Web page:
from Legacy of a Painter
Exhibition Catalog, Yellowstone Art Museum, July 1998
by Gordon McConnell, Senior Curator at the Yellowstone Art Museum
The legacy of an artist is found in the body
of his work. Montana artist Freeman Butts, who died at his home in Livingston on May
23 this year, left behind an enormous and important artistic legacy. In a career
that spanned half a century, from the late 1940's through the 1990's, Freeman Butts
created thousands of drawings, watercolors and acrylic paintings on paper; sculpture in
ceramics and bronze; and hundreds of oil and acrylic paintings on canvas.
A big, exuberant man who reveled in all of the
sensuous sights and pleasures of life, Freeman Butts embraced early on the vigorous
brushwork and gesturalism of action painting. Looseness, fluidity of line, high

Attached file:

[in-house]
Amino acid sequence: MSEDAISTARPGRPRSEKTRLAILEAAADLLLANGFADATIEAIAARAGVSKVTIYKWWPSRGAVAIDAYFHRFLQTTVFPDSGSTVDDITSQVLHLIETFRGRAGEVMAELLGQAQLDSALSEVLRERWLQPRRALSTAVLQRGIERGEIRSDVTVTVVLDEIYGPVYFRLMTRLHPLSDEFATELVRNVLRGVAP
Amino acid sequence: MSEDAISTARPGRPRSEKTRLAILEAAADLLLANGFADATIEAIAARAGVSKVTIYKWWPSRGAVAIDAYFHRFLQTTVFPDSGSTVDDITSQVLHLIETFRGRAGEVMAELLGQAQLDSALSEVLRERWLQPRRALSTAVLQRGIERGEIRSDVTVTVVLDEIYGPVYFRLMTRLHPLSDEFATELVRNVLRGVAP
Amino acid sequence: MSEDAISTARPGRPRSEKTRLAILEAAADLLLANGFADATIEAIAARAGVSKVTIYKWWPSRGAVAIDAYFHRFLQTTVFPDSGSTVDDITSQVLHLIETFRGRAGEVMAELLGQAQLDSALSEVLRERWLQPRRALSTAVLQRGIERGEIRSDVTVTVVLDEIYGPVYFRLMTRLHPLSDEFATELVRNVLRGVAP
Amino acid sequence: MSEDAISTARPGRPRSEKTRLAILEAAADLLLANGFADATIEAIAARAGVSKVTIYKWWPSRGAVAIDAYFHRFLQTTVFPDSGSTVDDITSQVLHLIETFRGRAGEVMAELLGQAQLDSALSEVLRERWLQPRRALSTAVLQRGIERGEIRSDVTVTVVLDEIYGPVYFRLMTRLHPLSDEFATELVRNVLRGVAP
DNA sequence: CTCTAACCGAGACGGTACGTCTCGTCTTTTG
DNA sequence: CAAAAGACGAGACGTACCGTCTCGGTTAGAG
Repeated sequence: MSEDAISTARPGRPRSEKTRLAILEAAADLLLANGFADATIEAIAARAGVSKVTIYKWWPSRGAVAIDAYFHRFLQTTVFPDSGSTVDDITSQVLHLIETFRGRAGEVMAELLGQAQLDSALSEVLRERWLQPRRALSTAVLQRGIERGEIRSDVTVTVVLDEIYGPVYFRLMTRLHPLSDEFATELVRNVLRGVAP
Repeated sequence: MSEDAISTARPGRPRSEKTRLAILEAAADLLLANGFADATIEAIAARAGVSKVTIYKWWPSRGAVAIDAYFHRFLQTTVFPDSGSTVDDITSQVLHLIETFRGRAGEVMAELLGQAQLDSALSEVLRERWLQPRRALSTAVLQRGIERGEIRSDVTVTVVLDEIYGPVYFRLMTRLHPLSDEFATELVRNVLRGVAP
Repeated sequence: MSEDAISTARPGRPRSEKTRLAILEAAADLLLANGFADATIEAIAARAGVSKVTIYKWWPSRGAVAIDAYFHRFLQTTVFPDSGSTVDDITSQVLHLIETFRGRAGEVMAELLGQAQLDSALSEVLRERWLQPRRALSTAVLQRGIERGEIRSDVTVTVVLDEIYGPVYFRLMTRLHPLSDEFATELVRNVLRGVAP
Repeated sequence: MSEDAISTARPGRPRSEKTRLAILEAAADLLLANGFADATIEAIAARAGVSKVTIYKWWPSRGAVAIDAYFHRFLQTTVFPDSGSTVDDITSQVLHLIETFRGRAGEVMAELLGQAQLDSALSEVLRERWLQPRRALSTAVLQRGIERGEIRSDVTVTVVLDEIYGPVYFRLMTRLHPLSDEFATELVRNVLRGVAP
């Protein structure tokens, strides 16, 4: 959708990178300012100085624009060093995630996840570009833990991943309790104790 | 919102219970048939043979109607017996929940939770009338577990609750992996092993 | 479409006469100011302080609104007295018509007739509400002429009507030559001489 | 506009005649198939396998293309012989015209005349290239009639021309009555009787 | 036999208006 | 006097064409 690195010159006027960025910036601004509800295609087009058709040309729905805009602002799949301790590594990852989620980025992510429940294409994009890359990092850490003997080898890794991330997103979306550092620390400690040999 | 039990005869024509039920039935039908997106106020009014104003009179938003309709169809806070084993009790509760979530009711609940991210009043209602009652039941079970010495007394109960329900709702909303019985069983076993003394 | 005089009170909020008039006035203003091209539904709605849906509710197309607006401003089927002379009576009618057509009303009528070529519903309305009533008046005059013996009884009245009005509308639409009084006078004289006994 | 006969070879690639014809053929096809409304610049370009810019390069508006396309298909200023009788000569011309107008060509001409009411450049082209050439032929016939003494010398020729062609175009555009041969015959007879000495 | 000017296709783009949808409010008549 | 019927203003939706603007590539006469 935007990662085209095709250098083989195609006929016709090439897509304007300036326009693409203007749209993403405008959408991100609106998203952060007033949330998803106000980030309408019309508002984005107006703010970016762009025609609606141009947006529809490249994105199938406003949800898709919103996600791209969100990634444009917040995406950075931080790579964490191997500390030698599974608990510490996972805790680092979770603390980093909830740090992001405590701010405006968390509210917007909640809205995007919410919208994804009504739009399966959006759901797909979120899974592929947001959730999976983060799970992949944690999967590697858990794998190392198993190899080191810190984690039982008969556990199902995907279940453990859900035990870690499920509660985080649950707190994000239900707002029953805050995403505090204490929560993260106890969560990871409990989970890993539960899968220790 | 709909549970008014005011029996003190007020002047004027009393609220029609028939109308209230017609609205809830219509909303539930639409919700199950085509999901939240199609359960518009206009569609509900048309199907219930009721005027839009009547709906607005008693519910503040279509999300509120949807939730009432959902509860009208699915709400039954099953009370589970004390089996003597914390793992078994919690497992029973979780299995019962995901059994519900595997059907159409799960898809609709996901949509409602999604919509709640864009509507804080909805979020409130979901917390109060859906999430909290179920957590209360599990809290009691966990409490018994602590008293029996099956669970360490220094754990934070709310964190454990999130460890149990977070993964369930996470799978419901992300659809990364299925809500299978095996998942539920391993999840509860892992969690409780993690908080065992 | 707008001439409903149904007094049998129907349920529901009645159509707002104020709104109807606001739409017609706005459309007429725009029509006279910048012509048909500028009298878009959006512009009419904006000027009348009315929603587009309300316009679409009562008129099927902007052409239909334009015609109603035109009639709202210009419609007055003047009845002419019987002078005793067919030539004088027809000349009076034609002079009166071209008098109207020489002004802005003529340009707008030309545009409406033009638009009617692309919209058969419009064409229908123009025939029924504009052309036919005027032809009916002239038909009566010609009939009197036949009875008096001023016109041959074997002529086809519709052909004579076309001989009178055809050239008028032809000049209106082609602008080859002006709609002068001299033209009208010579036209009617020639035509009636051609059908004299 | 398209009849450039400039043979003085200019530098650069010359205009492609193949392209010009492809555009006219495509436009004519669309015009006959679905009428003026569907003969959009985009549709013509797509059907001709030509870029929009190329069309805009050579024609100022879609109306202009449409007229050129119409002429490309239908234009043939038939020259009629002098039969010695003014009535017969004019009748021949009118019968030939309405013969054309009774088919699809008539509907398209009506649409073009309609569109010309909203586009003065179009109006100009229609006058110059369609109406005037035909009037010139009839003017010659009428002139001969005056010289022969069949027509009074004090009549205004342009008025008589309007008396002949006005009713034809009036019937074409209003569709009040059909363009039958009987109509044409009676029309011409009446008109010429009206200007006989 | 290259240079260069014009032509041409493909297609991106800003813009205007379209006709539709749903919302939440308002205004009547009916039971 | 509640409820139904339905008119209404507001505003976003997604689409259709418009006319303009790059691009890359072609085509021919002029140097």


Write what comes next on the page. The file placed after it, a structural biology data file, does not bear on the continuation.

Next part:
energy and speed of execution characterized all of his work. Freeman painted some
non-objective canvases, but the vast majority of his work is figurative -- inspired by the
female nude and the landscape.
The boldly manipulated
relationships, supple paint handling, and human interest contained in these rich paintings
mark the summit of Freeman Butt's creative career. He certainly thought so, and he
held a group of twenty two of these figure paintings together for this exhibition at the
new Yellowstone Art Museum during late summer, 1998. Combined with figure paintings
from earlier years, and other paintings completed more recently, the exhibition provides
the opportunity to more fully appreciate the legacy of this great Montana artist.
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